I don’t use project templates like cookiecutter. I’m sure they’re fine, but when I start a new project I like to get a cup of coffee, go to my zen place and manually create the workspace. It gets me in the right place to code. Here’s the thing, there is a right way to set up a Python project. Plus, I have a particular style for my repositories — particularly how I use Creative Commons Flickr photos as the header for my README files.
Here’s my primary structure for a project with a primary Python module called “foo”:
$ project . ├── .gitignore ├── .travis.yml ├── bin | └── app.py ├── docs | ├── images | | └── banner.jpg | └── index.md ├── fixtures ├── foo | └── __init__.py ├── LICENSE.txt ├── Makefile ├── mkdocs.yml ├── README.md ├── requirements.txt ├── setup.py └── tests └── __init__.py
So, that’s actually a lot of files! Maybe I should put myself into copy-and-paste land else my coffee get cold while I’m doing this.
Make and Dependencies
Makefile essentially shows how I clean up after myself and run tests, as well as publish to GitHub Pages if I have a subdirectory with HTML for that environment. The requirements are just requirements that I have in basically every single project that I create.
Python modules should be well versioned, especially as I prefer to have good numbering for GitHub releases. Occasionally I will create an actual
version.py in the root of my module, but more often than not, I just stick it into the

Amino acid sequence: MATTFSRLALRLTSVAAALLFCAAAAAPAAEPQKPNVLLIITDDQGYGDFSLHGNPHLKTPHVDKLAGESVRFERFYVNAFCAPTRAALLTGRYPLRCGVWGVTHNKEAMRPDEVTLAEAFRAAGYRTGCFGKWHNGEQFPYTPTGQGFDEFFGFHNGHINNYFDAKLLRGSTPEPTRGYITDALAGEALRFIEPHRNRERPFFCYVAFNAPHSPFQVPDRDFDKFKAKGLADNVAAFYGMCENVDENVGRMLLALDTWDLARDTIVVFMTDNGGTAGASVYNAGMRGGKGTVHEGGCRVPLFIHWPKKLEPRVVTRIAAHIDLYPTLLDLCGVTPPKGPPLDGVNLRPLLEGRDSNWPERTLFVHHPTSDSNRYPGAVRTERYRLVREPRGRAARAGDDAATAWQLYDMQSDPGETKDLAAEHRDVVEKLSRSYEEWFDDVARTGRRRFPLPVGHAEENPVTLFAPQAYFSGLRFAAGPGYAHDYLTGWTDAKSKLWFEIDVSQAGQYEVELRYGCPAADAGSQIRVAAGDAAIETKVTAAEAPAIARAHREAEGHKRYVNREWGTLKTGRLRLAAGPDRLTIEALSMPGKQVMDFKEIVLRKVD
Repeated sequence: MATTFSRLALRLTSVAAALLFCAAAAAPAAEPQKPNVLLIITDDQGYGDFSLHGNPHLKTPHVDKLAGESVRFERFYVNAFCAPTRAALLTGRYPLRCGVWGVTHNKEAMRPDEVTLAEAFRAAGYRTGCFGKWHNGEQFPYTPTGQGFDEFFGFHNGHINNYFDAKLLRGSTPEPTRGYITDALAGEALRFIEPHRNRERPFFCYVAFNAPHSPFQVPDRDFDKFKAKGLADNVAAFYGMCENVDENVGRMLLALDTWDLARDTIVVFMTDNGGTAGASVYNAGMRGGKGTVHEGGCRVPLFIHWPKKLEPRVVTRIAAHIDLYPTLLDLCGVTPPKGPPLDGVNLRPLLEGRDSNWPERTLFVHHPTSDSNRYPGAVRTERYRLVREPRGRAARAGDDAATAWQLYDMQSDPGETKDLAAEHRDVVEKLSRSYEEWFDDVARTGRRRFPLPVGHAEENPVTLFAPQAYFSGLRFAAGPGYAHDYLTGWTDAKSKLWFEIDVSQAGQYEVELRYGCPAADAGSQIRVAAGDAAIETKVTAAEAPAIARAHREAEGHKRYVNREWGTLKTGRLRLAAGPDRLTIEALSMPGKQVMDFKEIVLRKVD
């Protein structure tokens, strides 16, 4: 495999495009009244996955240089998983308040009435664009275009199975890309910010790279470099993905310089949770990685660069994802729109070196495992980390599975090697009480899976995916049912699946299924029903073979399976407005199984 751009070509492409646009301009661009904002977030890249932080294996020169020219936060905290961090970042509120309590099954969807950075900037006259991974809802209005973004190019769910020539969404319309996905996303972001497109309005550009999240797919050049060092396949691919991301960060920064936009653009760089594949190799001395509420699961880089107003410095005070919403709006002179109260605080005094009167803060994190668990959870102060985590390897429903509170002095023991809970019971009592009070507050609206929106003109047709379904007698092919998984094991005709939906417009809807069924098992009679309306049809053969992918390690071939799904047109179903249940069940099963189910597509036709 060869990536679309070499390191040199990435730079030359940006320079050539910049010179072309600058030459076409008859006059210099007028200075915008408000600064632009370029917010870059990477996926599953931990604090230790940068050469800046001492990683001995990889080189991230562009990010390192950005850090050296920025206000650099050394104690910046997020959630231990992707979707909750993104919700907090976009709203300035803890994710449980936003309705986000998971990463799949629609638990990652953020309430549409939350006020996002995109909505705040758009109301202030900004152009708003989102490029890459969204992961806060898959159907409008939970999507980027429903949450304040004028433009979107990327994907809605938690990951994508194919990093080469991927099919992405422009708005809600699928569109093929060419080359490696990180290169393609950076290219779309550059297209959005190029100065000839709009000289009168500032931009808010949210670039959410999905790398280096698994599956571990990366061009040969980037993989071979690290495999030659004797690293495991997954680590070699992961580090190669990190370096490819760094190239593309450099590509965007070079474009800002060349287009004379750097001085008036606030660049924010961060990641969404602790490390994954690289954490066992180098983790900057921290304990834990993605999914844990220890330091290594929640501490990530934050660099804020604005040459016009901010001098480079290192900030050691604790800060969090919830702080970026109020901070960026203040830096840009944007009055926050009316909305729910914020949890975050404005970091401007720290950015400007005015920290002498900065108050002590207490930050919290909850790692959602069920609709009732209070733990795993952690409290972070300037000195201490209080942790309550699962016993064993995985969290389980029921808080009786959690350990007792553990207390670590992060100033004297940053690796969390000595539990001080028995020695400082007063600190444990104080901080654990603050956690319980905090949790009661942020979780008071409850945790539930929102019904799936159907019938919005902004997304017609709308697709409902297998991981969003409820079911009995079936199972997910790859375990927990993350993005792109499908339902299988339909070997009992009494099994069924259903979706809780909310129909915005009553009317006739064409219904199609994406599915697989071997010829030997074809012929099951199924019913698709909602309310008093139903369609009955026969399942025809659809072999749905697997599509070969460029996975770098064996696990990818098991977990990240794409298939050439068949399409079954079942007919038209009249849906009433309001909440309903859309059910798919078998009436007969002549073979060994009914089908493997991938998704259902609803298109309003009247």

__init__.py of the module.
To “version bump” as it were, I simply modify the information in
__version_info__ by updating the release numbers. I also think that someday there is probably also a way to do this automatically or with a version bump script.
Note that these files are named for easy location in Gist, not the names of the actual files in the Repository.
My labels in the Github Issues are defined in the blog post: How we use labels on GitHub Issues at Mediocre Laboratories. I really like adding both a “type” and “priority” to every one of my cards. Makes issue management so much easier.
I also now tend to use both a master and a develop branch, such that my branches are setup in a typical production/release/development cycle as described in A Successful Git Branching Model. A typical workflow is as follows:
Select a card from the dev board - preferably one that is “ready” then move it to “in-progress”.
Create a branch off of develop called “feature-[feature name]”, work and commit into that branch.
~$ git checkout -b feature-myfeature develop
Once you are done working (and everything is tested) merge your feature into develop.
~$ git checkout develop ~$ git merge --no-ff feature-myfeature ~$ git branch -d feature-myfeature ~$ git push origin develop
Repeat. Releases will be routinely pushed into master via release branches, then deployed to the server.
Pull requests will be reviewed when the Travis-CI tests pass, so including tests with your pull request is ideal!
And finally, here is some Markdown that I typically use for the README:
Ok, that’s all the project templates for now!